(MUSKEGON, MI) – The Board of Directors of the United Way of the Lakeshore is pleased to announce $122,000 in grant funding for programs to help ALICE – Asset Limited, Income Constrained, Employed and their families. According to United Way data, over 43% of all households within Muskegon are at or below the ALICE threshold.
Board Chairman Mark Meyers said, “These are important programs that complement the nearly $2 million in other programming we currently provide in the areas of health, education, and income stability.” Meyers added, “Those who donate to the United Way annual campaign for human services can see their dollars working across our many communities through programs like the ones we’re funding today.”
During a series of community conversations held Fall 2015—Spring 2016, the United Way of the Lakeshore board learned from the ALICE families that, although barriers existed to their security in target areas of health, education, and income stability, several barriers emerged as trends that posed limits to many working families. Key areas included access to high-quality and affordable childcare, and the lack of adequate transportation. A third barrier was a lack of resources if presented with an unforeseen event like a car repair or sick childcare provider. To address these barriers, the United Way Board of Directors committed $100,000 to new grant-making, which it exceeded. The new programs funded include:
Goodwill Wheels to Work Planning Grant: Goodwill will lead a collaborative effort with other entities in our United Way Lakeshore region to develop a plan for a program to provide safe, reliable transportation for area ALICE families. It aims to build on the generosity of vehicle donors and working with local social service providers, auto auctions, educational institutions and local mechanics to help empower ALICE families to maintain or gain self-sufficiency and an improved quality of life.
Love INC – The Empower Project: The Empower Project will give ALICE families the opportunity to receive education in Money Management skills. The 8-week program offers basic budgeting education with information on banking, insurance, investments, credit reports, money saving tips, and the option for individual mentoring at no cost to families. Additional coaching is also available each week beyond the class setting. Childcare is provided on site for families participating in the program at no cost. The program is incentive-based with rewards for attendance and doing assigned homework. Rewards are based on a point system that allows participants to exchange their points for items in the Resource Rooms that are hosted in two area churches. This allows participants to further stretch their incomes.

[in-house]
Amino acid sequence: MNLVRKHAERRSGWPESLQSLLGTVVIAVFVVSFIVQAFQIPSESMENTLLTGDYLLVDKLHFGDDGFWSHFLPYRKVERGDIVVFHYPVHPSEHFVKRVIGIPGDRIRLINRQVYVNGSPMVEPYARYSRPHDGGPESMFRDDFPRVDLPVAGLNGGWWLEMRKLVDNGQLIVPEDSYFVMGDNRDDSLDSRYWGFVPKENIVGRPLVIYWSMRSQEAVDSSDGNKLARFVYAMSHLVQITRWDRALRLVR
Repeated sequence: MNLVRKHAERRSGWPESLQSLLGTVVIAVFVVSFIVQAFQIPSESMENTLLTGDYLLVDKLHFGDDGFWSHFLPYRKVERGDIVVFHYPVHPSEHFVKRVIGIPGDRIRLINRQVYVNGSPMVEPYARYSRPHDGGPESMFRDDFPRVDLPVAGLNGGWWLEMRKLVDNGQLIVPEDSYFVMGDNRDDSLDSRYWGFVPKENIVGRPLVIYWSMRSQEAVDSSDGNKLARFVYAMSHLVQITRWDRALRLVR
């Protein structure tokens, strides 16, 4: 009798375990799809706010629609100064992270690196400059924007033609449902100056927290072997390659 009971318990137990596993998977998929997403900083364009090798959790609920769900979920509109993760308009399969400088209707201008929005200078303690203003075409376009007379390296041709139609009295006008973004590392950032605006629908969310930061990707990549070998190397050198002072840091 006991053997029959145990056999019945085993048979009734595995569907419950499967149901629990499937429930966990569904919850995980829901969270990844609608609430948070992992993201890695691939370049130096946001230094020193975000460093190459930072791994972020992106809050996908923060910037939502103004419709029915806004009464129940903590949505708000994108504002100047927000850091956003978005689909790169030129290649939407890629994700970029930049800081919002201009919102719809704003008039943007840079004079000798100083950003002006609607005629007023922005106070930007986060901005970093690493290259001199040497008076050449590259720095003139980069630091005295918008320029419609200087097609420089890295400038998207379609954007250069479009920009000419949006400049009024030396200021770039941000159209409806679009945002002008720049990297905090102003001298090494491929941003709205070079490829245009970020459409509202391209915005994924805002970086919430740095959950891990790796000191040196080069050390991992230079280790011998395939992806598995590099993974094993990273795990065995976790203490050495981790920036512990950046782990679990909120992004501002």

Read Muskegon – Family Literacy: The program is designed to support low-literacy ALICE families and their 0-5 year old children by offering a menu of literacy support services that include: 1) 1-1 tutoring for low-literacy parents, 2) Weekly small group classes at West Michigan Works!, EXIT, and the Muskegon County Jail aimed at improving functional literacy to build employment and life skills, as well as engage their children in reading, 3) Literacy based play & learn groups for low-literacy parents and their 0-5 year olds, 4) Literacy based ABCs of Cooking, a six unit healthy cooking workshop designed for low-literacy parents and their 0-5 year olds, 5) Monthly family literacy dinners at EXIT for incarcerated fathers participating in the program and their children/family, and 6) Family literacy events that include an annual Holiday Literacy Village. All programs use best practices and evidence-based approaches for working with adult learners. When an individual learns to read, write, and communicate and use computers, they are empowered to increase their income, lower their health care costs, and find sustainable employment – ultimately changing the trajectory of their lives and that of their children.